Do you use filler words?

You are not alone. Many of us are unaware how often we use filler words. Now US Ambassador to Japan, Caroline Kennedy’s Senate campaign ran aground after her infamous New York Times interview in 2008 in which she uttered “you know” over 140 times over the course of the interview.

Most of us are guilty of overusing filler words in our daily speech. When giving an interview, it can sink your credibility or at least put it into question. At the very least, filler words can distract your audience, impeding your attempts at getting your message across.

For women, it goes a step further with inflection at the end of a sentence as if constantly questioning your own statements.

But “um” and “uh” no more, here are several tips for banishing filler words from your media interviews.

Tape yourself either on film or on audio. Ask a friend or colleague to conduct a mock interview on tape prior to your media interview. It can be painful but it can also be extremely helpful in determining how much or how little you use filler words.

Prepare talking points. Make sure talking points are prepared prior to your interview. Review them and rewrite them to reflect your speech patterns and personality. Become comfortable with them prior to the interview and have them within reach during the interview.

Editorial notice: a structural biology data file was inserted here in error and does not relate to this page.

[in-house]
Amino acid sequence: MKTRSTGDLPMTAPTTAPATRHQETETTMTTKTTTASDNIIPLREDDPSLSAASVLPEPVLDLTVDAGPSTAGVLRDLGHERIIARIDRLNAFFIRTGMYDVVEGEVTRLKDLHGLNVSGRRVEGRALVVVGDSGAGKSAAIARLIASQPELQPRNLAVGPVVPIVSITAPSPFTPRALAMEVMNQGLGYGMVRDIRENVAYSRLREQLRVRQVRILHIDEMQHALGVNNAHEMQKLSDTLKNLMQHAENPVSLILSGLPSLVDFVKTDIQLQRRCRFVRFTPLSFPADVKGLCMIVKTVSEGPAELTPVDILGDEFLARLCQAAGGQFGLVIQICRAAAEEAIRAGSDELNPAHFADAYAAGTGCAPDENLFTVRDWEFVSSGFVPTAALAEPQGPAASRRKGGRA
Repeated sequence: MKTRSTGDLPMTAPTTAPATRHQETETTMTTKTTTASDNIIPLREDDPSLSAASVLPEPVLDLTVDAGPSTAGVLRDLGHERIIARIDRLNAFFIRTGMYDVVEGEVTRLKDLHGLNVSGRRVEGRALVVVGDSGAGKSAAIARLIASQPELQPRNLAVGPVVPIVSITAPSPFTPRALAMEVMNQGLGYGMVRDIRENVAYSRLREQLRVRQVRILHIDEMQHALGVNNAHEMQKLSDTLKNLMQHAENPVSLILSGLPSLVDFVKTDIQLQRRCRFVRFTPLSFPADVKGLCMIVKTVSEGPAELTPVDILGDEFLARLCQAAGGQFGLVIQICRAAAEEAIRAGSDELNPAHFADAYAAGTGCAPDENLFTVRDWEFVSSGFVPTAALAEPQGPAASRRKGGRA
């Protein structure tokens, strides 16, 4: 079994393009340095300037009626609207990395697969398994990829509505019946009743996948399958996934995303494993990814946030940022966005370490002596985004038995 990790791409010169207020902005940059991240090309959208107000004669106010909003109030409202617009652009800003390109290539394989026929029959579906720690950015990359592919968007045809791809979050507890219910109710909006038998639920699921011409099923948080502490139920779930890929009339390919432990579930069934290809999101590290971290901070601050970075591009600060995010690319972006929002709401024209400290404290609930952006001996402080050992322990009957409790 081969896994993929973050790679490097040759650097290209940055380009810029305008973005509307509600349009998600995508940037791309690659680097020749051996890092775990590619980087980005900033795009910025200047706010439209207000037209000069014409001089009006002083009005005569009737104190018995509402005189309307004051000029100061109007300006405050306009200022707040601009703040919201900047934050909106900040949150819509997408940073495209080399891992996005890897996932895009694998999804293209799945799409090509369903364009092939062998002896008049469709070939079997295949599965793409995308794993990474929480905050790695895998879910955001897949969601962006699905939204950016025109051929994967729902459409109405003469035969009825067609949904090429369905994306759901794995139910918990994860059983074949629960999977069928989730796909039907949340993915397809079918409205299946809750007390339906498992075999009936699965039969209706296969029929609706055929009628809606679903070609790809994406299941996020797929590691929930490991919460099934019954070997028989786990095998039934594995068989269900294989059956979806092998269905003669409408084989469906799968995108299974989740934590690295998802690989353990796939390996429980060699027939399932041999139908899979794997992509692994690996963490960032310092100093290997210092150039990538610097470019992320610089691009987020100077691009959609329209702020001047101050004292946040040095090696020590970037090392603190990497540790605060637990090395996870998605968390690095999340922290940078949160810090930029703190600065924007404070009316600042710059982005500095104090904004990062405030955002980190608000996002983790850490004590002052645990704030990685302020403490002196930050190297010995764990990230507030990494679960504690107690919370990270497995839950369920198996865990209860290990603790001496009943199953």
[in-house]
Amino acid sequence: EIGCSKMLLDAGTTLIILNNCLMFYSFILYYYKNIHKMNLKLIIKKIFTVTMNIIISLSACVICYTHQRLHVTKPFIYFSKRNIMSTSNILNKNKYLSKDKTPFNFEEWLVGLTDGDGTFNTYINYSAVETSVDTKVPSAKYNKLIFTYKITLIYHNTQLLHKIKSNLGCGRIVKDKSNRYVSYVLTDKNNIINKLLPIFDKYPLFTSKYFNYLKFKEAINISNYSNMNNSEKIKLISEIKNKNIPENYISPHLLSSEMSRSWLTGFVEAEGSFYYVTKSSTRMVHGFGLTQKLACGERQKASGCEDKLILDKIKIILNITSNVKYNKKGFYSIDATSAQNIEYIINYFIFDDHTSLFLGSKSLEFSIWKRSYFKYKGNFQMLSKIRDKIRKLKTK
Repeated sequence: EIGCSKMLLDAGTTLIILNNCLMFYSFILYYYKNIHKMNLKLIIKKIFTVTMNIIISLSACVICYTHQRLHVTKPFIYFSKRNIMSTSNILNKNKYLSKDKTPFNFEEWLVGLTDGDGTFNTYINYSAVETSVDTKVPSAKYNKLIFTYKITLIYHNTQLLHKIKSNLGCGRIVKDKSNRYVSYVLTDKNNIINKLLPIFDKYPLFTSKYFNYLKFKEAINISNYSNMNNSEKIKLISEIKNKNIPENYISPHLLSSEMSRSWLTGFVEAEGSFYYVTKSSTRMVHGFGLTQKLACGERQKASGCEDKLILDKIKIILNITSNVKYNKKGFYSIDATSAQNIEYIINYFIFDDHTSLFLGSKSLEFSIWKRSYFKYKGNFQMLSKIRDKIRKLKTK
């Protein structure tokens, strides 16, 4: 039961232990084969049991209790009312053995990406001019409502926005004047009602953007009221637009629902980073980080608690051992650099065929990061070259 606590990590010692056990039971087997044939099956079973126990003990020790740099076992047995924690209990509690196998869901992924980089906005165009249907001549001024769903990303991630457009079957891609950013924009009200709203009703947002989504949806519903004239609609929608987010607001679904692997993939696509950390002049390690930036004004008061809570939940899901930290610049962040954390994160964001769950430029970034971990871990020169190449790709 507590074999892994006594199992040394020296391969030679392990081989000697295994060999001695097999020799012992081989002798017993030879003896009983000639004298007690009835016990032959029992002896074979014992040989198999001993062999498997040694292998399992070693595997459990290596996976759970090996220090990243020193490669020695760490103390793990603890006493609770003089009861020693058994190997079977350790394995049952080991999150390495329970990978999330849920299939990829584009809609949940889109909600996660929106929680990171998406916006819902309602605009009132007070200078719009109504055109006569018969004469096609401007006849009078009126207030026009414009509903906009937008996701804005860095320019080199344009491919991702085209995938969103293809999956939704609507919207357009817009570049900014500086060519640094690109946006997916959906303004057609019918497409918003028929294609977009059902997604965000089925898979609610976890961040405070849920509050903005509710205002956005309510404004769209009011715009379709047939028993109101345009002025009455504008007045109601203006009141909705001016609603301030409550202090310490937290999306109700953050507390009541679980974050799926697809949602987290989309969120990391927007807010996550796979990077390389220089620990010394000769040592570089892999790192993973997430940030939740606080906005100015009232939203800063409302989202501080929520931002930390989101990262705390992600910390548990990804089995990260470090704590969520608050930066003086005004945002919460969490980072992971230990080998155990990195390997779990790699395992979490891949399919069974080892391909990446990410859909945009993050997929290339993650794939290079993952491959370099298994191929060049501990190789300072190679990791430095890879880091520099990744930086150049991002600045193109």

Practice interviewing. Ask a colleague to conduct the interview with you. Ask them to monitor for filler words – how often you use them, and under which circumstances. For example, before a sentence, after a sentence or to fill in airtime while you think of a response.

Use alternate phrases. If you are still struggling, look for alternate replacements. Instead of “um” or “uh”, which are often used to buy time, use a statement such as “that’s a good question” or “that is an interesting observation”. Pause after that phrase if you need more time to think.

Slow down your responses. Most of us speak at a rapid pace and are quick to respond to questions, even thinking of the answer before the interviewer has finished asking the question. Slow down, breathe, and take your time answering. A great trick a speech coach once gave me was to place my thumb under my chin with my index finger over my mouth. It accomplished two things – it got me to shut up and it made me look like a keen listener. After using this technique for a while, I became a good listener.

Put yourself in your audience’s shoes. I try to use this with every media interview and speaking engagement. Put yourself in your audience’s shoe – not your shoes – and think of what they want to hear, how they want to hear it and what will intrigue them the most about your topic.

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